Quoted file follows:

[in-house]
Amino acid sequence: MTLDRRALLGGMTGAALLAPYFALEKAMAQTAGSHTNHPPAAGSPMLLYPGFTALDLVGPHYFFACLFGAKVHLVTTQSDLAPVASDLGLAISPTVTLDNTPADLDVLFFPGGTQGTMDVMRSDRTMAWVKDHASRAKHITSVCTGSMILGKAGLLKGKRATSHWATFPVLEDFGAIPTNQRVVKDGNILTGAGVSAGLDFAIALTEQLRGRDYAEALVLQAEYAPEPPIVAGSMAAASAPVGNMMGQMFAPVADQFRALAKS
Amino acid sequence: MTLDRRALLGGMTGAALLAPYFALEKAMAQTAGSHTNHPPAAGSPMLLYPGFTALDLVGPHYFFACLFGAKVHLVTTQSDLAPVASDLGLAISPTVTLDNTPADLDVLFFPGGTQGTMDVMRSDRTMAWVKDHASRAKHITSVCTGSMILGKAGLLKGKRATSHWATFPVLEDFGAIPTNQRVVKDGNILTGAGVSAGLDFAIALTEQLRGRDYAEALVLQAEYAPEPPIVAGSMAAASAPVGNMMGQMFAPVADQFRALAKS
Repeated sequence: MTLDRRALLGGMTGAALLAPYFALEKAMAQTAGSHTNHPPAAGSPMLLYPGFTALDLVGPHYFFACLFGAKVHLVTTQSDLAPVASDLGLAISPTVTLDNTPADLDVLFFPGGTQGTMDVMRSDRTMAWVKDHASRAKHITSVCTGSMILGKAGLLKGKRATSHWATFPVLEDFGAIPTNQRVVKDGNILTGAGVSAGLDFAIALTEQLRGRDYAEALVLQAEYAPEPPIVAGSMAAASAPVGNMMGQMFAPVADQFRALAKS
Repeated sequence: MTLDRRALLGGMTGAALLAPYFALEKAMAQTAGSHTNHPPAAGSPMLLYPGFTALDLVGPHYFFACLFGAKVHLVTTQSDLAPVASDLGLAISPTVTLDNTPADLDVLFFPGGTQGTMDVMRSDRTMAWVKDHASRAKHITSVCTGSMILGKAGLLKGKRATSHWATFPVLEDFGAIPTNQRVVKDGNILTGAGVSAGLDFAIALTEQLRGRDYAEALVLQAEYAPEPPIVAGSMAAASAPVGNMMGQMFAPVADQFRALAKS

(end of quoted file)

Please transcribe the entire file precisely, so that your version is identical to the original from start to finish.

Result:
[in-house]
Amino acid sequence: MTLDRRALLGGMTGAALLAPYFALEKAMAQTAGSHTNHPPAAGSPMLLYPGFTALDLVGPHYFFACLFGAKVHLVTTQSDLAPVASDLGLAISPTVTLDNTPADLDVLFFPGGTQGTMDVMRSDRTMAWVKDHASRAKHITSVCTGSMILGKAGLLKGKRATSHWATFPVLEDFGAIPTNQRVVKDGNILTGAGVSAGLDFAIALTEQLRGRDYAEALVLQAEYAPEPPIVAGSMAAASAPVGNMMGQMFAPVADQFRALAKS
Amino acid sequence: MTLDRRALLGGMTGAALLAPYFALEKAMAQTAGSHTNHPPAAGSPMLLYPGFTALDLVGPHYFFACLFGAKVHLVTTQSDLAPVASDLGLAISPTVTLDNTPADLDVLFFPGGTQGTMDVMRSDRTMAWVKDHASRAKHITSVCTGSMILGKAGLLKGKRATSHWATFPVLEDFGAIPTNQRVVKDGNILTGAGVSAGLDFAIALTEQLRGRDYAEALVLQAEYAPEPPIVAGSMAAASAPVGNMMGQMFAPVADQFRALAKS
Repeated sequence: MTLDRRALLGGMTGAALLAPYFALEKAMAQTAGSHTNHPPAAGSPMLLYPGFTALDLVGPHYFFACLFGAKVHLVTTQSDLAPVASDLGLAISPTVTLDNTPADLDVLFFPGGTQGTMDVMRSDRTMAWVKDHASRAKHITSVCTGSMILGKAGLLKGKRATSHWATFPVLEDFGAIPTNQRVVKDGNILTGAGVSAGLDFAIALTEQLRGRDYAEALVLQAEYAPEPPIVAGSMAAASAPVGNMMGQMFAPVADQFRALAKS
Repeated sequence: MTLDRRALLGGMTGAALLAPYFALEKAMAQTAGSHTNHPPAAGSPMLLYPGFTALDLVGPHYFFACLFGAKVHLVTTQSDLAPVASDLGLAISPTVTLDNTPADLDVLFFPGGTQGTMDVMRSDRTMAWVKDHASRAKHITSVCTGSMILGKAGLLKGKRATSHWATFPVLEDFGAIPTNQRVVKDGNILTGAGVSAGLDFAIALTEQLRGRDYAEALVLQAEYAPEPPIVAGSMAAASAPVGNMMGQMFAPVADQFRALAKS